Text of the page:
Minister of Finance Bezalel Smotrich has published the draft of a new Knesset bill, which would redefine residency for tax purposes. This is the first part of a major reform in Israel’s international tax rules. The bill would breathes new life into an “exit tax” for Israelis relocating abroad, which so far has hardly been collected, and extend the obligation to report to the Israel Tax Authority on digital currencies as well.
The main focus of the bill is to redefine Israeli residency for tax purposes. Today, individuals are considered Israeli residents, if their center of life is in Israel and this includes the location of their permanent home, place of residence of themselves and their family members, the place of employment and the center of their economic interests.
Alongside these qualitative criteria, there are also quantitative criteria relating to the number of days the individual stays in Israel during each tax year. However, the determination based on the number of days of stay in Israel can be contradicted, based on the quality criteria of the center of life factors.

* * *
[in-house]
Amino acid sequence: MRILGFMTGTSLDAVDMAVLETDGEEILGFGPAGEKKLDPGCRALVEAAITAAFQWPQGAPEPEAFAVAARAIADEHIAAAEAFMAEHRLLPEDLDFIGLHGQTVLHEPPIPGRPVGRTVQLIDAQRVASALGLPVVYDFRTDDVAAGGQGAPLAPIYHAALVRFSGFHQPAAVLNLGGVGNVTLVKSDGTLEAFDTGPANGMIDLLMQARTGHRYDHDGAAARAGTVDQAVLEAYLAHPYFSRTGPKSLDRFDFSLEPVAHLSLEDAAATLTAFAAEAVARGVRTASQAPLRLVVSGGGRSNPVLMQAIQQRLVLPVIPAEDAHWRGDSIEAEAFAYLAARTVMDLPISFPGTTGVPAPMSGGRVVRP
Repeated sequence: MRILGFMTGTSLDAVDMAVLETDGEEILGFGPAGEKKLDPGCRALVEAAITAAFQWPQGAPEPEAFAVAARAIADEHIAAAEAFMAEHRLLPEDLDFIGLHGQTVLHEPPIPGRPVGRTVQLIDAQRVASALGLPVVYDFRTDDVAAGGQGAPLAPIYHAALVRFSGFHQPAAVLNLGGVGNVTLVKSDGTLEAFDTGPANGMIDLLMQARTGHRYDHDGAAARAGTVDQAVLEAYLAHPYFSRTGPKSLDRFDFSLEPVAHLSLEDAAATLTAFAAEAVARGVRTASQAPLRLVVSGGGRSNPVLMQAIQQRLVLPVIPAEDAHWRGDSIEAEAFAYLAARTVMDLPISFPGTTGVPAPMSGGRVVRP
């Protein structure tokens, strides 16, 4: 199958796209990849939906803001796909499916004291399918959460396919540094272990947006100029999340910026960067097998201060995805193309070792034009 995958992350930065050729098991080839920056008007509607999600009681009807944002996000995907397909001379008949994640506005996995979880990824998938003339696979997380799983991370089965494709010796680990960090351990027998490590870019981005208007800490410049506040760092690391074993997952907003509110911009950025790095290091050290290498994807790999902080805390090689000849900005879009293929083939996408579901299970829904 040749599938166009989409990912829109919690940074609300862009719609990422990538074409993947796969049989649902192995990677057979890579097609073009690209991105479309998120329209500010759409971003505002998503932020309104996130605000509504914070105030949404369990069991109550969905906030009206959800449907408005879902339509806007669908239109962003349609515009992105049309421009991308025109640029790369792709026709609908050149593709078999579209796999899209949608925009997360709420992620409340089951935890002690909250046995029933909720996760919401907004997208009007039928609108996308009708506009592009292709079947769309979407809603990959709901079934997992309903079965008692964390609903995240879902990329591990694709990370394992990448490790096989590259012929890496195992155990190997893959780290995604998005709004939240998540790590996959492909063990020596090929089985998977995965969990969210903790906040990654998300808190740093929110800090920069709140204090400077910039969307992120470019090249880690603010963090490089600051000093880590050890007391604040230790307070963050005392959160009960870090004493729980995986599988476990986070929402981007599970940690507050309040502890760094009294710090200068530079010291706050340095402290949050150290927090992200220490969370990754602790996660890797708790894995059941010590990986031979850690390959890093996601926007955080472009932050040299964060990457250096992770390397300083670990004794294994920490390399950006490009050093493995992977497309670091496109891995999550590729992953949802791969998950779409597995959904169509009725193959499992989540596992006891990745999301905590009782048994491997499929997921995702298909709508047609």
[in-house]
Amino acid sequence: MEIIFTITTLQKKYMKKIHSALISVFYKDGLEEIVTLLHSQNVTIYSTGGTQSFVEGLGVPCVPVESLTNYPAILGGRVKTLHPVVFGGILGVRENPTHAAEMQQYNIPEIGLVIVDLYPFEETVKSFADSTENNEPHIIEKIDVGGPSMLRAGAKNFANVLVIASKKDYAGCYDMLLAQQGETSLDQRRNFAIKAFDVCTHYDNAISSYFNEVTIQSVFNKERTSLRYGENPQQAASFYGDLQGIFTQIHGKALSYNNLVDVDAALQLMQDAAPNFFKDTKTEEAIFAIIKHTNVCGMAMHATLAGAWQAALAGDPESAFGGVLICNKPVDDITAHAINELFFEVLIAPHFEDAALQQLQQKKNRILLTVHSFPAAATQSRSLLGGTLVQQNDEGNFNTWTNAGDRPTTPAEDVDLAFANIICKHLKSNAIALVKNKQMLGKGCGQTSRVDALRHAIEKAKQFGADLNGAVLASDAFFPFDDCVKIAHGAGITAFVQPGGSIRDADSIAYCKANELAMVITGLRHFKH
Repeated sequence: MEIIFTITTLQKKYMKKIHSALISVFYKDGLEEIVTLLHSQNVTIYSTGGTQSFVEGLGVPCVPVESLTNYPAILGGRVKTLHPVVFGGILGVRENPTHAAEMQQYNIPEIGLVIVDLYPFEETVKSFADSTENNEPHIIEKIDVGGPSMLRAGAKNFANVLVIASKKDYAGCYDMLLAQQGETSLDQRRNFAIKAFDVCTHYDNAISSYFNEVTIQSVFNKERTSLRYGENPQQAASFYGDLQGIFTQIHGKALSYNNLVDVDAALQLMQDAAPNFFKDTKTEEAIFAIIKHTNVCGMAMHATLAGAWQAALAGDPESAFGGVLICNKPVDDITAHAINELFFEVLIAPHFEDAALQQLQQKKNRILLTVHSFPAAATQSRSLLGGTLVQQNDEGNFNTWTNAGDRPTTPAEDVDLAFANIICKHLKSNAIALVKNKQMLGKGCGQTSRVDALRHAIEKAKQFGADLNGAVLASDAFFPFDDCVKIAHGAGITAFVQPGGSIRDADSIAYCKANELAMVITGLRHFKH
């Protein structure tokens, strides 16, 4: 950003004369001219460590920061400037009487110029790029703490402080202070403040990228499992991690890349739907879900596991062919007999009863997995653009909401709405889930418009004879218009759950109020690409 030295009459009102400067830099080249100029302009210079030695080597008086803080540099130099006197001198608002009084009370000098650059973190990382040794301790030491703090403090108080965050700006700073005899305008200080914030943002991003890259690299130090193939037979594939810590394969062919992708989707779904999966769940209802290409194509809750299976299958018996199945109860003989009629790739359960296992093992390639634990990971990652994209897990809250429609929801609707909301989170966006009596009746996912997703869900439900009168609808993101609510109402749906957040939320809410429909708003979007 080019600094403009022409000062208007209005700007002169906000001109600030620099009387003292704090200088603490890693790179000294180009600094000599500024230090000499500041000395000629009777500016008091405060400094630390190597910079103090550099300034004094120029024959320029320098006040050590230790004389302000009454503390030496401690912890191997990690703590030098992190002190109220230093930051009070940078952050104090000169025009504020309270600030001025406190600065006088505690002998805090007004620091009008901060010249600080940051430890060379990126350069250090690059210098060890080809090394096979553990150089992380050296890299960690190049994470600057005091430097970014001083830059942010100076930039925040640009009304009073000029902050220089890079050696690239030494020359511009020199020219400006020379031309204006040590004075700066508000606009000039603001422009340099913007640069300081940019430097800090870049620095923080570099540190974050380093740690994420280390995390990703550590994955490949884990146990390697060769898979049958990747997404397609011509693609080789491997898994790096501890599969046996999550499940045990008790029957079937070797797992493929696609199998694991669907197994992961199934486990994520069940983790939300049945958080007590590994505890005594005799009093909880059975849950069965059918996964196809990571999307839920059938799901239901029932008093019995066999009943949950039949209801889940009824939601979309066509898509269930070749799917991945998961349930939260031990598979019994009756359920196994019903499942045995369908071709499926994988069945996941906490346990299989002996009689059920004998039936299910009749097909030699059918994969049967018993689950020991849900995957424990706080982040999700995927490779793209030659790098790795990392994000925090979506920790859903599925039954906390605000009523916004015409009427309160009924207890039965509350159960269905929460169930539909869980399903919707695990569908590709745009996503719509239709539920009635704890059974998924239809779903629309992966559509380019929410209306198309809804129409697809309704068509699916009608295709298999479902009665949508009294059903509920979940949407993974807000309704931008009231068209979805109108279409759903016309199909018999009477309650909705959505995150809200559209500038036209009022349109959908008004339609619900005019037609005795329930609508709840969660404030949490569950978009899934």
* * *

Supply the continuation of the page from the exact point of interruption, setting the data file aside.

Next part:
The new legislation proposes to settle one of the main areas of dispute with the Israel Tax Authority by relying on numbers that cannot be argued with. Put simply, if the individual, or the individual’s spouse, stayed for a large number of days in Israel within a period of several years – the individual will be deemed an Israeli resident, while if they stayed for a very few days in Israel over several years, the individual will be deemed a foreign resident.
A person who stays in Israel for two consecutive tax years 183 days or more each year will be deemed an Israeli resident, even if they have a permanent home and family abroad. On the other hand, a person who stays in Israel for less than 30 days in each tax year for four years in a row will be deemed a foreign resident, even if they have a permanent home and family in Israel.
Published by Globes, Israel business news – en.globes.co.il – on July 24, 2023.
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